What is Obstructive Sleep Apnea?
From The U.S. National Institutes of Health (NIH):
“Sleep apnea (AP-ne-ah) is a common disorder in which you have one or more pauses in breathing or shallow breaths while you sleep. Breathing pauses can last from a few seconds to minutes. They often occur 5 to 30 times or more an hour. Typically, normal breathing then starts again, sometimes with a loud snort or choking sound. Sleep apnea usually is a chronic (ongoing) condition that disrupts your sleep. You often move out of deep sleep and into light sleep when your breathing pauses or becomes shallow. This results in poor sleep quality that makes you tired during the day. Sleep apnea is one of the leading causes of excessive daytime sleepiness.“
Sleep apnea is common, often undiagnosed, and can lead to serious health problems. According to the American Sleep Apnea Association,
“Sleep apnea is very common, as common as type 2 diabetes. It affects more than 18 million Americans, according to the National Sleep Foundation. Risk factors include being male, overweight, and over the age of 40, but sleep apnea can strike anyone at any age, even children. Yet still because of the lack of awareness by the public and health care professionals, the vast majority of sleep apnea patients remain undiagnosed and therefore untreated, despite the fact that this serious disorder can have significant consequences. Untreated, sleep apnea can cause high blood pressure and other cardiovascular disease, memory problems, weight gain, impotence, and headaches. Moreover, untreated sleep apnea may be responsible for job impairment and motor vehicle crashes. Fortunately, sleep apnea can be diagnosed and treated. Several treatment options exist, and research into additional options continues.”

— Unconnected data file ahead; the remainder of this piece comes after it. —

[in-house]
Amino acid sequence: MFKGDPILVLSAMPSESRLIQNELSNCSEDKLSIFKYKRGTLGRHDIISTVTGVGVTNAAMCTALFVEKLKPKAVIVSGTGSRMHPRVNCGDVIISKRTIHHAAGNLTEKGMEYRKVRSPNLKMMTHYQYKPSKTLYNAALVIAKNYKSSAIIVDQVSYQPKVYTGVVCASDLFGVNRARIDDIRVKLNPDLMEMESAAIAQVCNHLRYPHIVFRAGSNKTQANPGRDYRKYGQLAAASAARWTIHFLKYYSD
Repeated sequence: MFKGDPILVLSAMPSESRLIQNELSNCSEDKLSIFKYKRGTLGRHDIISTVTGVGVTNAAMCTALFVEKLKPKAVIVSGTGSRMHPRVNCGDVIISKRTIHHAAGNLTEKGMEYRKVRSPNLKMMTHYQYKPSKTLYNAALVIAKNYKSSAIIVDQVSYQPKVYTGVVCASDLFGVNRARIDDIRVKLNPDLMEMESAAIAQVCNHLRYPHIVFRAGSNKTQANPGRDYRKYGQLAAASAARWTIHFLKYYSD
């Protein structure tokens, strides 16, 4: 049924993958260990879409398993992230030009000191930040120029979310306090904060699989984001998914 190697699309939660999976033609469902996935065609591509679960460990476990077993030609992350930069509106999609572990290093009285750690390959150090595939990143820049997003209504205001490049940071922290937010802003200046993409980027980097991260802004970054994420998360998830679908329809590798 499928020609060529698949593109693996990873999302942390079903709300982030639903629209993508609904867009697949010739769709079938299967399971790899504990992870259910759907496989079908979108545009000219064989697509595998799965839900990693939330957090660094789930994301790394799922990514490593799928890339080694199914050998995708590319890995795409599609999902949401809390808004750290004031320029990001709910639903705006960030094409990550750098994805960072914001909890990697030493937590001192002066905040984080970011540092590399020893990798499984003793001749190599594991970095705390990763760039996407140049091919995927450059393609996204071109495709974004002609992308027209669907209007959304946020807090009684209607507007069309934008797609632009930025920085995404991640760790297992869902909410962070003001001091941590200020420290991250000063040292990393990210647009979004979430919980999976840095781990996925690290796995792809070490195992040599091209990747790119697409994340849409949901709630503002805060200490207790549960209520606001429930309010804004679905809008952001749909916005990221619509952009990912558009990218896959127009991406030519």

Such options include machines such as the CPAP, which requires the patient to sleep wearing a mask attached to a machine that pumps air continously, and which many users find uncomfortable and problematic, and surgery.